• In my opinion, it doesn't matter if the performance is still there. Apple has been using "inferior" chips for years, but the performance was always there. I think the HTC M8 with an 801 chip performs just as good as the M9 with an 810 chip. A lot of these "bleeding edge" specs are mostly gimmicks when it comes to real world use. Benchmarks are nonsense for the most part.
  • Once you start comparing midrange and low-end processors with high-end you can definitely see differences in performance. You think the 801 performs the same as the 810 on the M9 and I'd argue that it performs even better due to the way HTC used the 810, but the 801 was a high-end chipset last year and it's still significantly more powerful than the 617. This phone won't perform on the level that last years M8 does. I guarantee it
  • You have no idea what you're talking about. The difference between an 808 and an 810 is much more than just processing speed or chip size. We're talking battery life, call quality, data download/upload rates, signal quality, graphics, video recording, picture processing... The list goes on. Just because a manufacture can dumb down a phone like the iPhone by striping it of multitasking features, services, screen quality, data speeds, etc just to make the experience seem fluid, doesn't mean these mid range phones can do the same and succeed. Android users still want fast, fluid, and featured which is something the Maxx, OP2, and the like don't offer. Sure, for a first time buyer it looks good, but that market won't last. Granted, Android is getting so much polish with each OS update that specs aren't as important(ART), but since these aren't flagship's, updates won't happen, leaving them bug ridden and in the dust. Posted via the Android Central App on the Sony Xperia Z3 Compact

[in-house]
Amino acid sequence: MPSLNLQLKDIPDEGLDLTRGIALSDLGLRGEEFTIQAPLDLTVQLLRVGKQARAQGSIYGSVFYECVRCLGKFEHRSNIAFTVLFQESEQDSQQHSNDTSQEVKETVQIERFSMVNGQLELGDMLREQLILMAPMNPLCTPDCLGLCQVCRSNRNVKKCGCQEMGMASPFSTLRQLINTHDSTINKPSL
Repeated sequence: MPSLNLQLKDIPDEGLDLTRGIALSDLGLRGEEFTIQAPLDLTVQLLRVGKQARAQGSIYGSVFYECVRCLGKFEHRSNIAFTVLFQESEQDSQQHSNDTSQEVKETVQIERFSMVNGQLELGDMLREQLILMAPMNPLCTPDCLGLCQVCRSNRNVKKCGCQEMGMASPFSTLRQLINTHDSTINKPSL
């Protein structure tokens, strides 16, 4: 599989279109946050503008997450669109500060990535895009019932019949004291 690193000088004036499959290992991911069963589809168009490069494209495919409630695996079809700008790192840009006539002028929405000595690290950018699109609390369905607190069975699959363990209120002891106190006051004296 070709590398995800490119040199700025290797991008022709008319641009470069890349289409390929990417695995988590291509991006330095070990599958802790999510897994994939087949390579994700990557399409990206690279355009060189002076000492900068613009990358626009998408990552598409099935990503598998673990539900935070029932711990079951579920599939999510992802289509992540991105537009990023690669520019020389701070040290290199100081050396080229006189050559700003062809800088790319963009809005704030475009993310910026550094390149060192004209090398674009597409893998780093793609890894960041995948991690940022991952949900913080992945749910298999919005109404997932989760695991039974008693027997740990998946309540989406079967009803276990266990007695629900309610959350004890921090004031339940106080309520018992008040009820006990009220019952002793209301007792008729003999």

• I don't disagree there. The Nexus 6P, for example, has an 810 chip, QHD 5.7" AMOLED screen, 32GB (starting) and 3GB RAM, all in a machined metal body. Yet some are still calling it "upper mid-range". Regardless, it's priced at $499, where Samsung charges over $700 for something comparable. My overall point is that paying such a high price is being proven unnecessary in 2015, as many companies are proving that slightly lower specs (and sometimes comparable specs) get you the same performance at a much lower price. This trend will force companies like Samsung to rethink their pricing strategy moving forward, as I think their sales will suffer from the lower prices around them.
  • I have seen absolutely nobody calling the 6P "upper mid-range", and if anyone has, they're just plain wrong.